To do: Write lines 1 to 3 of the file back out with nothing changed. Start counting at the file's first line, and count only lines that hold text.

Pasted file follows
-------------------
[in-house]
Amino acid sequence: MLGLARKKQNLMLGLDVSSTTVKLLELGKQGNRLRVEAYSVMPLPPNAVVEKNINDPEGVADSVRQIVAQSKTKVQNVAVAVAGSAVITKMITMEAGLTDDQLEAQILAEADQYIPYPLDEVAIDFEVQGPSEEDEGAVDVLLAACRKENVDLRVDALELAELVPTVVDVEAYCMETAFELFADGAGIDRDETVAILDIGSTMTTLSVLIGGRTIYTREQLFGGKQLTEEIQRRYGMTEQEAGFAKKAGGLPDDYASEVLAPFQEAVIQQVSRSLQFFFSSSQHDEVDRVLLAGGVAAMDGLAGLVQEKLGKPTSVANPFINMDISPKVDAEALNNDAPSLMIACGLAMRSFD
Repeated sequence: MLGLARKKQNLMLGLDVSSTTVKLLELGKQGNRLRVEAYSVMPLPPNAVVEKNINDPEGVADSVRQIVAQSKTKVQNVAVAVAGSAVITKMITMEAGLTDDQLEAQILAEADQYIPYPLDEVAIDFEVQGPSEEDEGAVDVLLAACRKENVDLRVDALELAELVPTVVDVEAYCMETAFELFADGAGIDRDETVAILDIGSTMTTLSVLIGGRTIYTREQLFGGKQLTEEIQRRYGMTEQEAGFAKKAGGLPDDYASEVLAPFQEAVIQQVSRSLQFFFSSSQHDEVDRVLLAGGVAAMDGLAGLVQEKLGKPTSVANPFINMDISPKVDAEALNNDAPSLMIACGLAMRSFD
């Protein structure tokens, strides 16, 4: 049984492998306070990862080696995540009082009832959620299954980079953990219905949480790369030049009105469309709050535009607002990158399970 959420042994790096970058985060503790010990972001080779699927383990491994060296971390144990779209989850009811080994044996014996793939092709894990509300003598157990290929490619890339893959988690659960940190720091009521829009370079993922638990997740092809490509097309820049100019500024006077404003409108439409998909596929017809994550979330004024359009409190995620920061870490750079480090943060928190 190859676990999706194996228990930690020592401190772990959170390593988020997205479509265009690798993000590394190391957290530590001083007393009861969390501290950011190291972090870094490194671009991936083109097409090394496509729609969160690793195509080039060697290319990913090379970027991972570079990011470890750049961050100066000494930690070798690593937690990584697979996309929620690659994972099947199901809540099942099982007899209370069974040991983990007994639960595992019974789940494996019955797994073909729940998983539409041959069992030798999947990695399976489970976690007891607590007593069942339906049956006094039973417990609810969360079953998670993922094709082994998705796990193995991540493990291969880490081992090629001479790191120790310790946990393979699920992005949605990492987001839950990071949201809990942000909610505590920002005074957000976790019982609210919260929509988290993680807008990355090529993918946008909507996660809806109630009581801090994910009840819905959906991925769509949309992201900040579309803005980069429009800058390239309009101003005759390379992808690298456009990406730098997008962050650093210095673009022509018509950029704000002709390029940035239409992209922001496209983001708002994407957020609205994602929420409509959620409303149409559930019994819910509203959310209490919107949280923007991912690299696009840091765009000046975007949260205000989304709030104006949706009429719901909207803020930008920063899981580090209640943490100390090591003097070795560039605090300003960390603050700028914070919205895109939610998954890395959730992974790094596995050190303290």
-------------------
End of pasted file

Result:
[in-house]
Amino acid sequence: MLGLARKKQNLMLGLDVSSTTVKLLELGKQGNRLRVEAYSVMPLPPNAVVEKNINDPEGVADSVRQIVAQSKTKVQNVAVAVAGSAVITKMITMEAGLTDDQLEAQILAEADQYIPYPLDEVAIDFEVQGPSEEDEGAVDVLLAACRKENVDLRVDALELAELVPTVVDVEAYCMETAFELFADGAGIDRDETVAILDIGSTMTTLSVLIGGRTIYTREQLFGGKQLTEEIQRRYGMTEQEAGFAKKAGGLPDDYASEVLAPFQEAVIQQVSRSLQFFFSSSQHDEVDRVLLAGGVAAMDGLAGLVQEKLGKPTSVANPFINMDISPKVDAEALNNDAPSLMIACGLAMRSFD
Repeated sequence: MLGLARKKQNLMLGLDVSSTTVKLLELGKQGNRLRVEAYSVMPLPPNAVVEKNINDPEGVADSVRQIVAQSKTKVQNVAVAVAGSAVITKMITMEAGLTDDQLEAQILAEADQYIPYPLDEVAIDFEVQGPSEEDEGAVDVLLAACRKENVDLRVDALELAELVPTVVDVEAYCMETAFELFADGAGIDRDETVAILDIGSTMTTLSVLIGGRTIYTREQLFGGKQLTEEIQRRYGMTEQEAGFAKKAGGLPDDYASEVLAPFQEAVIQQVSRSLQFFFSSSQHDEVDRVLLAGGVAAMDGLAGLVQEKLGKPTSVANPFINMDISPKVDAEALNNDAPSLMIACGLAMRSFD